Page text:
Moving left with WBS (and why EVERYONE in our industry needs to) – Part 2 of 3

By James Goree and Preston Hite

In the previous post, we claimed that the underperforming AEC industry must focus its energy on the left end of the project timeline – the planning end. We then introduced the concept of Work Breakdown Structure (WBS) as a key to that leftward shift. A WBS provides a framework within which we are able to collect information as early as possible in the project timeline, in a language that is understandable and applicable for every process. In this post, we will pick up where we left off to explain how a WBS might be developed. Then, in the last of our three posts, we’ll share some reflections from our current experience in the early stages of instituting a WBS in our company.
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Moving left with WBS (and why EVERYONE in our industry needs to) – Part 3 of 3

By Preston Hite

In the two previous posts, we presented the idea that the key to fixing an underperforming industry is for us to “move left” – to focus a much larger chunk of our thought energy on the left side of the project timeline, before we break ground.  We introduced the concept of Work Breakdown Structure (WBS) as a key ingredient for moving left.  A WBS is a system for logically organizing project information into a language that can be applied in any context.  We described how a WBS can be developed for the benefit of every discipline within the company.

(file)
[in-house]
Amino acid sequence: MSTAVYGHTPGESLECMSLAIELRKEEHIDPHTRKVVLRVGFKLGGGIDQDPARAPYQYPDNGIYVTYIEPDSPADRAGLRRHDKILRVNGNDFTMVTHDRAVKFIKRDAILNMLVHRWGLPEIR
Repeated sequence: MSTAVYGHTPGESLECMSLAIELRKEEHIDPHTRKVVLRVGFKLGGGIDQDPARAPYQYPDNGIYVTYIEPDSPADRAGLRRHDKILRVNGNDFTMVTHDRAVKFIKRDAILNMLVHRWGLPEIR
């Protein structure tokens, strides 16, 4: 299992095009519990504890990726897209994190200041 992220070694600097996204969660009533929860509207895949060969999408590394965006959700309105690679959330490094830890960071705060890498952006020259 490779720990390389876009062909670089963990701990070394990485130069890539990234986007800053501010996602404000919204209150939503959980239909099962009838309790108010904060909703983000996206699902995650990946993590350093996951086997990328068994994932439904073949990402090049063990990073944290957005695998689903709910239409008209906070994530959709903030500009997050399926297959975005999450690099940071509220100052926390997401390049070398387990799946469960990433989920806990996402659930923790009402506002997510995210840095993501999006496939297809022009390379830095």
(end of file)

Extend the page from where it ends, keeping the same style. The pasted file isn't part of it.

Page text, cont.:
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The 2015 HFM/ASHE Hospital Construction Survey: Lessons for Owners

By Coker Barton, Senior Vice President & National Healthcare Director

The Patient Protection and Affordable Care Act (aka the ACA, or “Obamacare”) has caused multiple ripples throughout our healthcare delivery system, but we feel it most through the construction project decisions made by our hospital and healthcare owners. The 2015 Hospital Construction Survey recently published in Health Facilities Management magazine breaks down just a few of these ripples and how they affect healthcare construction.
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On Highly Effective Teams, Everyone Has A Role To Play

By Scott Evans, AIA, NCARB, LEED AP BD+C

Most of us grew up with someone suggesting we “walk a mile in someone else’s shoes” to understand their perspective. I have been in the design, development and construction industry for over 24 years now and am fortunate to have worked with some very successful people. Interestingly enough, whether I was practicing architecture, developing a mixed-use project, managing a construction program for a financial institution or constructing a new office building, all project team members wanted to experience a safe, risk free, profitable project with peer recognition.

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Lightning Strikes: A Key Consideration for Jobsite (and Home) Safety

By Rob Wiley, Assistant Safety Director